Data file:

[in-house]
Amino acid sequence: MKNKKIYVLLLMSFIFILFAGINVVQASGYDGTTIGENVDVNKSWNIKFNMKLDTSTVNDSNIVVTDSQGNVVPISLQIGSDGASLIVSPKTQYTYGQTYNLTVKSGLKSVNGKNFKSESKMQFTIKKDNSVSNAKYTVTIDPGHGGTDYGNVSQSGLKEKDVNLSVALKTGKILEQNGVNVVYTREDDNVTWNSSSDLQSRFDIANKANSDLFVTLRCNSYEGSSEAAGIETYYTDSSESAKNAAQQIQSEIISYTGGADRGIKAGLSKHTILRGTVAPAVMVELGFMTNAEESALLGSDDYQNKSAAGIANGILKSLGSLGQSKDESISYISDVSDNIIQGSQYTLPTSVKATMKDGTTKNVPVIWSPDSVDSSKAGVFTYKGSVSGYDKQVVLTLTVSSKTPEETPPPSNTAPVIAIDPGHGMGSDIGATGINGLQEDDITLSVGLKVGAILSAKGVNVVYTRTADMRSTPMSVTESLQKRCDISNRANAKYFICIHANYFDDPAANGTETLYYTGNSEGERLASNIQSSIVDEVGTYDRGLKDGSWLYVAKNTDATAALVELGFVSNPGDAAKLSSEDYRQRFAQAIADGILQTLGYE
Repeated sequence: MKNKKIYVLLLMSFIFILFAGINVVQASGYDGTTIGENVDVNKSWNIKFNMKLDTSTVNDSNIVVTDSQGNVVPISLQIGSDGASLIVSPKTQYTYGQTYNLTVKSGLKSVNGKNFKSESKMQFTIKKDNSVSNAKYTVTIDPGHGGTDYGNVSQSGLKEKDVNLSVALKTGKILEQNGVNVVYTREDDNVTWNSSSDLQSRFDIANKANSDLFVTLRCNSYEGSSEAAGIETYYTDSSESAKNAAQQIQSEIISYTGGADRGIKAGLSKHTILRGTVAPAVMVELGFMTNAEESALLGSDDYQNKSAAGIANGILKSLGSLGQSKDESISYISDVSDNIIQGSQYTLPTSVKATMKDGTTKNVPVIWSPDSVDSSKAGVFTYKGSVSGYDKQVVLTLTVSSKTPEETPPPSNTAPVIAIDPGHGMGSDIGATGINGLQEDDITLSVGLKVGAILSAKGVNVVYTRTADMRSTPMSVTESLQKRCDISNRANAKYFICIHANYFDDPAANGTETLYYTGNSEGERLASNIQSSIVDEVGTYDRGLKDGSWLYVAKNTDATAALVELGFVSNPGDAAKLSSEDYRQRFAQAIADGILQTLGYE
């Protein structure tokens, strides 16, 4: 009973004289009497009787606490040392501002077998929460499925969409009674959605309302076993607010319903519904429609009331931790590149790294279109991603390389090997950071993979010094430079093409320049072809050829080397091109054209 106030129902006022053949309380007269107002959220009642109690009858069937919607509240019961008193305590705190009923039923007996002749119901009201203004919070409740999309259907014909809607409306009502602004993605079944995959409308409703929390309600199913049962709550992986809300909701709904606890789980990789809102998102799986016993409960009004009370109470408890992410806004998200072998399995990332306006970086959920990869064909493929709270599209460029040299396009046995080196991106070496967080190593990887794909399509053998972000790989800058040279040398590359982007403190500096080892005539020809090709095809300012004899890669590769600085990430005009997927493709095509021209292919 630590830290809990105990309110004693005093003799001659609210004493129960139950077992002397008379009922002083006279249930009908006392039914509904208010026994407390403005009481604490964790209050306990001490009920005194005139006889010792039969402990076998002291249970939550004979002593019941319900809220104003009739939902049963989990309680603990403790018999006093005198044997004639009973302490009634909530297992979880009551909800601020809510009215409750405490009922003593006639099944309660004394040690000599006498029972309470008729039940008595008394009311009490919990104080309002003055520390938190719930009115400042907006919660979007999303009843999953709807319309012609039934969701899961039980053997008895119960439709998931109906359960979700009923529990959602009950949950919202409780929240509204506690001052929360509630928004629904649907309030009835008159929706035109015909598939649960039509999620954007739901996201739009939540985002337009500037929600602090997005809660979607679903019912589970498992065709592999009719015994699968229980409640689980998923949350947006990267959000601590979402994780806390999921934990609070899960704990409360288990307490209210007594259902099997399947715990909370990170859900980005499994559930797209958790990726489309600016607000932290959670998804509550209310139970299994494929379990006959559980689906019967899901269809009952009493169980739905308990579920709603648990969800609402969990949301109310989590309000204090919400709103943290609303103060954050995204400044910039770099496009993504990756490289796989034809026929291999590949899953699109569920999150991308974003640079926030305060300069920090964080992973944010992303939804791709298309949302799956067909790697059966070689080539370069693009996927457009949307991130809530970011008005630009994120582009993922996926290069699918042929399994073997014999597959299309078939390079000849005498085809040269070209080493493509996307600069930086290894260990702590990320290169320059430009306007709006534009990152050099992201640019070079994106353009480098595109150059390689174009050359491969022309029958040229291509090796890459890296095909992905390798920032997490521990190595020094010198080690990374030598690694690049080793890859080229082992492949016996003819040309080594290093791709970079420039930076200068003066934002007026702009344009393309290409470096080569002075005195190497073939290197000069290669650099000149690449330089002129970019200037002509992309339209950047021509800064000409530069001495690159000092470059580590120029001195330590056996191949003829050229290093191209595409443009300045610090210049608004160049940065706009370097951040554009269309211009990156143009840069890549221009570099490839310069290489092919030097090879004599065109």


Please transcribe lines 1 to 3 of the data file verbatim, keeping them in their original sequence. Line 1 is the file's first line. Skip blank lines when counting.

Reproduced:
[in-house]
Amino acid sequence: MKNKKIYVLLLMSFIFILFAGINVVQASGYDGTTIGENVDVNKSWNIKFNMKLDTSTVNDSNIVVTDSQGNVVPISLQIGSDGASLIVSPKTQYTYGQTYNLTVKSGLKSVNGKNFKSESKMQFTIKKDNSVSNAKYTVTIDPGHGGTDYGNVSQSGLKEKDVNLSVALKTGKILEQNGVNVVYTREDDNVTWNSSSDLQSRFDIANKANSDLFVTLRCNSYEGSSEAAGIETYYTDSSESAKNAAQQIQSEIISYTGGADRGIKAGLSKHTILRGTVAPAVMVELGFMTNAEESALLGSDDYQNKSAAGIANGILKSLGSLGQSKDESISYISDVSDNIIQGSQYTLPTSVKATMKDGTTKNVPVIWSPDSVDSSKAGVFTYKGSVSGYDKQVVLTLTVSSKTPEETPPPSNTAPVIAIDPGHGMGSDIGATGINGLQEDDITLSVGLKVGAILSAKGVNVVYTRTADMRSTPMSVTESLQKRCDISNRANAKYFICIHANYFDDPAANGTETLYYTGNSEGERLASNIQSSIVDEVGTYDRGLKDGSWLYVAKNTDATAALVELGFVSNPGDAAKLSSEDYRQRFAQAIADGILQTLGYE
Repeated sequence: MKNKKIYVLLLMSFIFILFAGINVVQASGYDGTTIGENVDVNKSWNIKFNMKLDTSTVNDSNIVVTDSQGNVVPISLQIGSDGASLIVSPKTQYTYGQTYNLTVKSGLKSVNGKNFKSESKMQFTIKKDNSVSNAKYTVTIDPGHGGTDYGNVSQSGLKEKDVNLSVALKTGKILEQNGVNVVYTREDDNVTWNSSSDLQSRFDIANKANSDLFVTLRCNSYEGSSEAAGIETYYTDSSESAKNAAQQIQSEIISYTGGADRGIKAGLSKHTILRGTVAPAVMVELGFMTNAEESALLGSDDYQNKSAAGIANGILKSLGSLGQSKDESISYISDVSDNIIQGSQYTLPTSVKATMKDGTTKNVPVIWSPDSVDSSKAGVFTYKGSVSGYDKQVVLTLTVSSKTPEETPPPSNTAPVIAIDPGHGMGSDIGATGINGLQEDDITLSVGLKVGAILSAKGVNVVYTRTADMRSTPMSVTESLQKRCDISNRANAKYFICIHANYFDDPAANGTETLYYTGNSEGERLASNIQSSIVDEVGTYDRGLKDGSWLYVAKNTDATAALVELGFVSNPGDAAKLSSEDYRQRFAQAIADGILQTLGYE